A rebuttal to the Leveson Inquiry circa 1938

Perusing some old books in the London Library, I came across this statement on the English press. It’s as relevant today as it was in 1938.

But in England the links between government and newspapers are much more remote and subtle. The newspaper press is largely trustified – that is, controlled by rich men whose interests on the whole are bound up with conservatism. At the same time the commercial aspect of newspapers – reader-interest on the one hand and advertising on the other – make daily newspapers incline towards sensationalism, which means, towards opening their columns to anything which seems likely to increase circulation. And this sensationalism, bad as it is on the aesthetic and moral sides, does at least ensure a continuation of competition and rivalry in enterprise, which brings in its wake much of what we value as “freedom of expression of opinion.”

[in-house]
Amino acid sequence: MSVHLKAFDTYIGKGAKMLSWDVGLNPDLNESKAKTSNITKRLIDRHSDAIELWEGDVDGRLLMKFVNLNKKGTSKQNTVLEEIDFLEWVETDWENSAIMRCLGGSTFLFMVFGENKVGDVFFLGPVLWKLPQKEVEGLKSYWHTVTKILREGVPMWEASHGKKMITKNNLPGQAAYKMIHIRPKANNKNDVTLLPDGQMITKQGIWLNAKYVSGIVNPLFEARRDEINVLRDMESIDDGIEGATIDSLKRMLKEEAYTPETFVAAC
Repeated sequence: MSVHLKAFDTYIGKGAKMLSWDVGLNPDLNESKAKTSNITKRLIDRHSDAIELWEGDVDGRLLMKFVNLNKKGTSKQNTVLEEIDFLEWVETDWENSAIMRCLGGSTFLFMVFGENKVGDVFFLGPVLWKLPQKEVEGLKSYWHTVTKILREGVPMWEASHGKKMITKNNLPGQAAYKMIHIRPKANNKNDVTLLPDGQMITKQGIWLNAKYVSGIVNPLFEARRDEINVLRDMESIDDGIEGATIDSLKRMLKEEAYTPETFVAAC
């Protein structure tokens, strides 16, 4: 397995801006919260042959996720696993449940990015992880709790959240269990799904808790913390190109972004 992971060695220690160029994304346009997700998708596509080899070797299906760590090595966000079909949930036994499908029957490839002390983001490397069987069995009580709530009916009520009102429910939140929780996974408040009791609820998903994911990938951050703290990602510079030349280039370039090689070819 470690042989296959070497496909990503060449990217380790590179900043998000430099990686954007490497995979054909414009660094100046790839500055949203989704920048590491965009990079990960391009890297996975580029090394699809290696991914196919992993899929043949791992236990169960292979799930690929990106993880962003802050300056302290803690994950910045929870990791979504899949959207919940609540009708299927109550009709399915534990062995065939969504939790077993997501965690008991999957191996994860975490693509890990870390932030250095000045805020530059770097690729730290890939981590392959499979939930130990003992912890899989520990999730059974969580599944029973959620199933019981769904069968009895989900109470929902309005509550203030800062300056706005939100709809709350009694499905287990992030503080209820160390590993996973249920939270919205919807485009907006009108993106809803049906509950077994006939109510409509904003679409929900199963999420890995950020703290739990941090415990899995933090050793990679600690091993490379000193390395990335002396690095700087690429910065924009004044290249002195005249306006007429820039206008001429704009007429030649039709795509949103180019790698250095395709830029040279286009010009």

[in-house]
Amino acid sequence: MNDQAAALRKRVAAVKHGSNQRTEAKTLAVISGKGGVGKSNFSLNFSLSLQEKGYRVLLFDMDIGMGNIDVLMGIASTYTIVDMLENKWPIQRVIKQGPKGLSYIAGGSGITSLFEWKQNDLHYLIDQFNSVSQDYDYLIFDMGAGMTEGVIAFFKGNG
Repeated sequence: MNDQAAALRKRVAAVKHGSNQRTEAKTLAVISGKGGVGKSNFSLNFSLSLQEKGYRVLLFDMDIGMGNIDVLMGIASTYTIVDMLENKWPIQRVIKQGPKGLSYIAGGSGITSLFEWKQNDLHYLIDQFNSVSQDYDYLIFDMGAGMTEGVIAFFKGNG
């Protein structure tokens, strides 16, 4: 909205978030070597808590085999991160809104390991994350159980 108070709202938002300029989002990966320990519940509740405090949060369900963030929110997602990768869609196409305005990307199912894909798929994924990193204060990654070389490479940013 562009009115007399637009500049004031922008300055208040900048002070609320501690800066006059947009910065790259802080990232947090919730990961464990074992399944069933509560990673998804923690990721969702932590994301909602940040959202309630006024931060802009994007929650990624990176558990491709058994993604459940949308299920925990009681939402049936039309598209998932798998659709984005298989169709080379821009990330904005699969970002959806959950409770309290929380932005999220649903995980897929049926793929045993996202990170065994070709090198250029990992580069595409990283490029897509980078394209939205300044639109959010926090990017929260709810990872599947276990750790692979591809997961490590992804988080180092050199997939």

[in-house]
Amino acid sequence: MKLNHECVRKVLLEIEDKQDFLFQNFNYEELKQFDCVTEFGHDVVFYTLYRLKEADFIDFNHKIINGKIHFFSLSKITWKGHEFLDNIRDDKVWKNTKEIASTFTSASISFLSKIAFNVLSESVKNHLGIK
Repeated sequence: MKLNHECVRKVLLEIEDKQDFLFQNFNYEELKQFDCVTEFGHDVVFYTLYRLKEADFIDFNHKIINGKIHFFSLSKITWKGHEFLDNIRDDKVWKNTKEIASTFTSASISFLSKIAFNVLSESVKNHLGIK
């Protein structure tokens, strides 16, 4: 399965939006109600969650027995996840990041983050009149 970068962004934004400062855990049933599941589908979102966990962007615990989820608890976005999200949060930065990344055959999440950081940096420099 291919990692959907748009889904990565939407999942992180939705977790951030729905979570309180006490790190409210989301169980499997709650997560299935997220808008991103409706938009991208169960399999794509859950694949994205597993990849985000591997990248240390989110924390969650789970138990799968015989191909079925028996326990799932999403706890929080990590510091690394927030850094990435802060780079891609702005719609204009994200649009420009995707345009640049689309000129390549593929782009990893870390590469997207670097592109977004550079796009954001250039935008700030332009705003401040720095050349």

From “Propaganda” by Richard S. Lambert (Thomas Nelson & Sons Ltd, 1938)

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